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President Donald Trump has extended the ban preventing US companies from using telecommunications equipment made by groups that could pose a national security risk through 2021.

As reported by Reuters, Trump invoked the International Emergency Economic Powers Act to extend the ban. Initially, the order was put in place in May 2019. At that time, the President declared a national emergency that allowed him to invoke the ban.

In the original order, Trump cited a risk of sabotage to communications, general national security risks, the risk to infrastructure, and risks to the digital economy. There was no update to the wording of the order with the extension, so we expect the stipulations of the ban to remain unchanged for the next year.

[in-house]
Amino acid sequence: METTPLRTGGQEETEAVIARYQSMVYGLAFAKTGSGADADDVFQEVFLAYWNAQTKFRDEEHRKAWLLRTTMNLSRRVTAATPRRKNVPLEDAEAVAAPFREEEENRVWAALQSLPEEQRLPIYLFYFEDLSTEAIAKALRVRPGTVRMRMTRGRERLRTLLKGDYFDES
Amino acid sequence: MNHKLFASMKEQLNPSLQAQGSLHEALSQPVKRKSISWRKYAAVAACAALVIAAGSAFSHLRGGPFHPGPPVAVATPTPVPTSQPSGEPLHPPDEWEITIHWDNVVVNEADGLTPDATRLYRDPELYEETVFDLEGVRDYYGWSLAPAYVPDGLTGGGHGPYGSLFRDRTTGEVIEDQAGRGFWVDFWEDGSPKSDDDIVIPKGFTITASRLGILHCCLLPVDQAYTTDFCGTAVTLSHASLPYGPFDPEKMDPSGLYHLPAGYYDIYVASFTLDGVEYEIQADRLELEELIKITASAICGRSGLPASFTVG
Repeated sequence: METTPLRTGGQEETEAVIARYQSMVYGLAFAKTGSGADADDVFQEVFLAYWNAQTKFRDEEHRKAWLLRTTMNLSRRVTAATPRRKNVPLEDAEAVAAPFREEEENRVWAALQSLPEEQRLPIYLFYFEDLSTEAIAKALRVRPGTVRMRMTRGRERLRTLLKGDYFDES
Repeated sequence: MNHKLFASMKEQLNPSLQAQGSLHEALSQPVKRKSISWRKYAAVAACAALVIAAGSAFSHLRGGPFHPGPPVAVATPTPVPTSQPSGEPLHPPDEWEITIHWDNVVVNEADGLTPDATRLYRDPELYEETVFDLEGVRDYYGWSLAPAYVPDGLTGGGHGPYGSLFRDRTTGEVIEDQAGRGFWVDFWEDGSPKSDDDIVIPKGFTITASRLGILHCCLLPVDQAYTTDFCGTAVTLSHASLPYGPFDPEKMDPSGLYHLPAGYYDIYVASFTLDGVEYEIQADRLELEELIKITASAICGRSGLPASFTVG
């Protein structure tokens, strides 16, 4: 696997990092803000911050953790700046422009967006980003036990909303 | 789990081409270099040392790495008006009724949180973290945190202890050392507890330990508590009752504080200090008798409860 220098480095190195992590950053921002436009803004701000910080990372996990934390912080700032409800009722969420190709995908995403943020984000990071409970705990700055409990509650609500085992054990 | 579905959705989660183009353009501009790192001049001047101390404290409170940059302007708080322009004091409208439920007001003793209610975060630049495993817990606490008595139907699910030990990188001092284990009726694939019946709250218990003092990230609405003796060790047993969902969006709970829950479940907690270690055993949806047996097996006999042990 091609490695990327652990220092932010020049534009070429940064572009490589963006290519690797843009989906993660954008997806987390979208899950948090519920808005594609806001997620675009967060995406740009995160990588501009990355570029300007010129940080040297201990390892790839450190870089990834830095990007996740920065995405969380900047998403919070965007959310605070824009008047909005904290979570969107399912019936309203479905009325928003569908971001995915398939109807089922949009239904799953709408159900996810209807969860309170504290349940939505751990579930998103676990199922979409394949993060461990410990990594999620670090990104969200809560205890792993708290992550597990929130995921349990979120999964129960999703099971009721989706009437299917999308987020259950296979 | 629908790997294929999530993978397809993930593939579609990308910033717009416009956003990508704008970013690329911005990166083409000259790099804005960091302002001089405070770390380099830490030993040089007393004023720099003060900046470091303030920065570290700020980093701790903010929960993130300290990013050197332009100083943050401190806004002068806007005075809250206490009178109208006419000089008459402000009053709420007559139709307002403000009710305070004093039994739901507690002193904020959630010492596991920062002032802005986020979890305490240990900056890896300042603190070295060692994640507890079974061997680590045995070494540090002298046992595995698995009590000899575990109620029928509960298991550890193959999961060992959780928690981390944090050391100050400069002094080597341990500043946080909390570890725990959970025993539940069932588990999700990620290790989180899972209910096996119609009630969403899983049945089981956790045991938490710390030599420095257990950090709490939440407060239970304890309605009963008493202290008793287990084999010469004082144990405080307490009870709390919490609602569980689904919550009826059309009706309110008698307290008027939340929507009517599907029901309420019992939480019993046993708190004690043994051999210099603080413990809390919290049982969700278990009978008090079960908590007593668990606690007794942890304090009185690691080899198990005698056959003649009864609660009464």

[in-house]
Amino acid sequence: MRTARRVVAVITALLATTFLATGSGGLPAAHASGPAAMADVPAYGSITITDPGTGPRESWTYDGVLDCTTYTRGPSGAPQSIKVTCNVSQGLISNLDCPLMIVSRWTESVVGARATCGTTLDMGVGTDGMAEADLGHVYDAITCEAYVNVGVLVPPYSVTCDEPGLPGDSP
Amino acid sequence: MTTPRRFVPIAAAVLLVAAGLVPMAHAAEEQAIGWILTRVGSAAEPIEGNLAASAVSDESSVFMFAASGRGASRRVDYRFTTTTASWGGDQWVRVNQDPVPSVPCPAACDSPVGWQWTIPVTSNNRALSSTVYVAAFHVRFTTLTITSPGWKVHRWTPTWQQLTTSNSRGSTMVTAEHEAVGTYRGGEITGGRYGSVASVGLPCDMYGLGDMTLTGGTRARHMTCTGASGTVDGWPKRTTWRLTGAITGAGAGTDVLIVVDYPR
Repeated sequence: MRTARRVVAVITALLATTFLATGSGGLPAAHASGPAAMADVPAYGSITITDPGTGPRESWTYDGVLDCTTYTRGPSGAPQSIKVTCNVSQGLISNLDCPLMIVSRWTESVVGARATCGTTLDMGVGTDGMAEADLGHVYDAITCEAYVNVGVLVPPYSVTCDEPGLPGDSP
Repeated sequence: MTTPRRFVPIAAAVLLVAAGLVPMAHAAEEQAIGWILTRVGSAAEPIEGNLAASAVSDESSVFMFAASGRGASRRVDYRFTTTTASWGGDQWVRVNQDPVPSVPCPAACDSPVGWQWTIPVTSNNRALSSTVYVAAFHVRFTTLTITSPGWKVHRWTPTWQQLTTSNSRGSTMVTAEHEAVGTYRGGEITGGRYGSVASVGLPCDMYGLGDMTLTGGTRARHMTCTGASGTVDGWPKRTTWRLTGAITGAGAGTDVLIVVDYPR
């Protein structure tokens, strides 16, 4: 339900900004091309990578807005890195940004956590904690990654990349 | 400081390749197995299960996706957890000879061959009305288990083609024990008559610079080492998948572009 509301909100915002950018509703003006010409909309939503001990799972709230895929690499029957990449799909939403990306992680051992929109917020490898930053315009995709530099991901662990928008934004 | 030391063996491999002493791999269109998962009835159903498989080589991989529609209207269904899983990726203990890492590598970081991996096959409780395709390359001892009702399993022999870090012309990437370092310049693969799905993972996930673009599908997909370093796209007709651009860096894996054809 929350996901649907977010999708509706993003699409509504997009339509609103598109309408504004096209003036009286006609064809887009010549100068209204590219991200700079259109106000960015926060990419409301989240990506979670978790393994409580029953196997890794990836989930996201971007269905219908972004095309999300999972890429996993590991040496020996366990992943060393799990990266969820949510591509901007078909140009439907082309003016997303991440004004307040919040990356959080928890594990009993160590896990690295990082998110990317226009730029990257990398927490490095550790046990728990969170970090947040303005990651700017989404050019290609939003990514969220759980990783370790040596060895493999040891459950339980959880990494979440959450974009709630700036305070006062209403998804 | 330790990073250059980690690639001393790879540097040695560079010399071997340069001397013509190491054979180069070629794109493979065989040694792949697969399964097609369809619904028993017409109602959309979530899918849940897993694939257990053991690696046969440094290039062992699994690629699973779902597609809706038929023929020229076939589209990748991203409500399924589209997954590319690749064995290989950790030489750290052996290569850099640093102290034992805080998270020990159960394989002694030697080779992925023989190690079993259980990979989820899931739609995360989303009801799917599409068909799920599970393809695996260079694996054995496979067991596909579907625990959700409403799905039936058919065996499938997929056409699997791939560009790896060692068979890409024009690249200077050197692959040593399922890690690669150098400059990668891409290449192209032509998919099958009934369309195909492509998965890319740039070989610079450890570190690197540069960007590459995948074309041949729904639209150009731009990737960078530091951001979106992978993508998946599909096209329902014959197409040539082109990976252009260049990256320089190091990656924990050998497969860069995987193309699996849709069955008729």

Many companies within the mobile space will be significantly affected by the ban, including firms like Huawei and ZTE. We’ve already seen Huawei respond to the ban by releasing updates of old phones, rather than pushing new devices to the US market. However, it can’t do so forever.

When the original telecommunications ban was announced, Huawei said in a statement to Android Authority, “Restricting Huawei from doing business in the U.S. will not make the U.S. more secure or stronger; instead, this will only serve to limit the U.S. to inferior yet more expensive alternatives, leaving the U.S. lagging behind in 5G deployment.”

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